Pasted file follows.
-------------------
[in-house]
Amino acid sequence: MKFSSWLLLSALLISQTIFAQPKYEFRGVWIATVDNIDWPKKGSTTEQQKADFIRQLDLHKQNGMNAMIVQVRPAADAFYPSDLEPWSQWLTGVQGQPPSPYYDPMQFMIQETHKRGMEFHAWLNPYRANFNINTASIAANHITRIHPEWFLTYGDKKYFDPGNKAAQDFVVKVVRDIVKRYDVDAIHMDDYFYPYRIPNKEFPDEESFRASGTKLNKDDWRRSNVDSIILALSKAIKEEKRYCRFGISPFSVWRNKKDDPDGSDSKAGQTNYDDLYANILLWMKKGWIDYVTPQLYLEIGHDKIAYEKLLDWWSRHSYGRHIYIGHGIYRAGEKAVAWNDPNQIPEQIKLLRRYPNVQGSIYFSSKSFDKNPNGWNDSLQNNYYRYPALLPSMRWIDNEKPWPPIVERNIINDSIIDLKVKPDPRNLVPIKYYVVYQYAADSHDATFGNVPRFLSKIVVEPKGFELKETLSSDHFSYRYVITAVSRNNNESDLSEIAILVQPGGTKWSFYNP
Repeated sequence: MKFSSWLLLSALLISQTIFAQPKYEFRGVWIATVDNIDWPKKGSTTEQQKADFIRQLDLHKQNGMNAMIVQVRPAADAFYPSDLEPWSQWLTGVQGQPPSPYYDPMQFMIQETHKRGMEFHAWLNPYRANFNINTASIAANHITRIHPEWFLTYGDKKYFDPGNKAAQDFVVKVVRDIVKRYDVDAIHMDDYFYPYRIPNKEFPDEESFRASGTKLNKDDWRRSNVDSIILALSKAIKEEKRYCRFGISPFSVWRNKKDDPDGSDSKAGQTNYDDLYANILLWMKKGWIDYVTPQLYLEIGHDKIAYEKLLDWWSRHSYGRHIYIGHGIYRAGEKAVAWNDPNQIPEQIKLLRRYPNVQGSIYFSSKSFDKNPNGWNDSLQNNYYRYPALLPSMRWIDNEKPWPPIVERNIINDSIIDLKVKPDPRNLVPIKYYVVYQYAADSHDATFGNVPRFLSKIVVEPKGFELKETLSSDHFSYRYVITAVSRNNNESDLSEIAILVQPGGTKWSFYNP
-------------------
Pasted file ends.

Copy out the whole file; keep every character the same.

[in-house]
Amino acid sequence: MKFSSWLLLSALLISQTIFAQPKYEFRGVWIATVDNIDWPKKGSTTEQQKADFIRQLDLHKQNGMNAMIVQVRPAADAFYPSDLEPWSQWLTGVQGQPPSPYYDPMQFMIQETHKRGMEFHAWLNPYRANFNINTASIAANHITRIHPEWFLTYGDKKYFDPGNKAAQDFVVKVVRDIVKRYDVDAIHMDDYFYPYRIPNKEFPDEESFRASGTKLNKDDWRRSNVDSIILALSKAIKEEKRYCRFGISPFSVWRNKKDDPDGSDSKAGQTNYDDLYANILLWMKKGWIDYVTPQLYLEIGHDKIAYEKLLDWWSRHSYGRHIYIGHGIYRAGEKAVAWNDPNQIPEQIKLLRRYPNVQGSIYFSSKSFDKNPNGWNDSLQNNYYRYPALLPSMRWIDNEKPWPPIVERNIINDSIIDLKVKPDPRNLVPIKYYVVYQYAADSHDATFGNVPRFLSKIVVEPKGFELKETLSSDHFSYRYVITAVSRNNNESDLSEIAILVQPGGTKWSFYNP
Repeated sequence: MKFSSWLLLSALLISQTIFAQPKYEFRGVWIATVDNIDWPKKGSTTEQQKADFIRQLDLHKQNGMNAMIVQVRPAADAFYPSDLEPWSQWLTGVQGQPPSPYYDPMQFMIQETHKRGMEFHAWLNPYRANFNINTASIAANHITRIHPEWFLTYGDKKYFDPGNKAAQDFVVKVVRDIVKRYDVDAIHMDDYFYPYRIPNKEFPDEESFRASGTKLNKDDWRRSNVDSIILALSKAIKEEKRYCRFGISPFSVWRNKKDDPDGSDSKAGQTNYDDLYANILLWMKKGWIDYVTPQLYLEIGHDKIAYEKLLDWWSRHSYGRHIYIGHGIYRAGEKAVAWNDPNQIPEQIKLLRRYPNVQGSIYFSSKSFDKNPNGWNDSLQNNYYRYPALLPSMRWIDNEKPWPPIVERNIINDSIIDLKVKPDPRNLVPIKYYVVYQYAADSHDATFGNVPRFLSKIVVEPKGFELKETLSSDHFSYRYVITAVSRNNNESDLSEIAILVQPGGTKWSFYNP